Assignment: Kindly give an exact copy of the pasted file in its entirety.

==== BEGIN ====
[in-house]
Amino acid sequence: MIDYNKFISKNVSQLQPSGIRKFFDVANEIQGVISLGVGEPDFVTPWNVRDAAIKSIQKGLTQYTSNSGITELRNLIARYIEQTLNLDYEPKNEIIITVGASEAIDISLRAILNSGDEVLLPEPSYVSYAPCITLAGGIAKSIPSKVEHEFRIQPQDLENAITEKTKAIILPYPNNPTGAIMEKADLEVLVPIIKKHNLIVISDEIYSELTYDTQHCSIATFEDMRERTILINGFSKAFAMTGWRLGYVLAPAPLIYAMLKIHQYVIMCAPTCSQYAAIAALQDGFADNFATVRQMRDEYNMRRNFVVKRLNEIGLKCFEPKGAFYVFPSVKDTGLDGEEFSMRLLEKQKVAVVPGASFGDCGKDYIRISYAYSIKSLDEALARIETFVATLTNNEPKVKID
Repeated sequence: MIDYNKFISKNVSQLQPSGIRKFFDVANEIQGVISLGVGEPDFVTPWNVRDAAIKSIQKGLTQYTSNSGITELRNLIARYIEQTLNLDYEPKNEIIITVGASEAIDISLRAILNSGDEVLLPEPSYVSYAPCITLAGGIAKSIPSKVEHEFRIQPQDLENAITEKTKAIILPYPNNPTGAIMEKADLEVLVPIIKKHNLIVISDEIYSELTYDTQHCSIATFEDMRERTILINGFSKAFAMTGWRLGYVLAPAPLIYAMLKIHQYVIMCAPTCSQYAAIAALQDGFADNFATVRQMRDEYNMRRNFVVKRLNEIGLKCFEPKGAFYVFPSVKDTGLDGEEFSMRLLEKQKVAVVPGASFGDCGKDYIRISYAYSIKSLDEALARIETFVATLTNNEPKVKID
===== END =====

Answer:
[in-house]
Amino acid sequence: MIDYNKFISKNVSQLQPSGIRKFFDVANEIQGVISLGVGEPDFVTPWNVRDAAIKSIQKGLTQYTSNSGITELRNLIARYIEQTLNLDYEPKNEIIITVGASEAIDISLRAILNSGDEVLLPEPSYVSYAPCITLAGGIAKSIPSKVEHEFRIQPQDLENAITEKTKAIILPYPNNPTGAIMEKADLEVLVPIIKKHNLIVISDEIYSELTYDTQHCSIATFEDMRERTILINGFSKAFAMTGWRLGYVLAPAPLIYAMLKIHQYVIMCAPTCSQYAAIAALQDGFADNFATVRQMRDEYNMRRNFVVKRLNEIGLKCFEPKGAFYVFPSVKDTGLDGEEFSMRLLEKQKVAVVPGASFGDCGKDYIRISYAYSIKSLDEALARIETFVATLTNNEPKVKID
Repeated sequence: MIDYNKFISKNVSQLQPSGIRKFFDVANEIQGVISLGVGEPDFVTPWNVRDAAIKSIQKGLTQYTSNSGITELRNLIARYIEQTLNLDYEPKNEIIITVGASEAIDISLRAILNSGDEVLLPEPSYVSYAPCITLAGGIAKSIPSKVEHEFRIQPQDLENAITEKTKAIILPYPNNPTGAIMEKADLEVLVPIIKKHNLIVISDEIYSELTYDTQHCSIATFEDMRERTILINGFSKAFAMTGWRLGYVLAPAPLIYAMLKIHQYVIMCAPTCSQYAAIAALQDGFADNFATVRQMRDEYNMRRNFVVKRLNEIGLKCFEPKGAFYVFPSVKDTGLDGEEFSMRLLEKQKVAVVPGASFGDCGKDYIRISYAYSIKSLDEALARIETFVATLTNNEPKVKID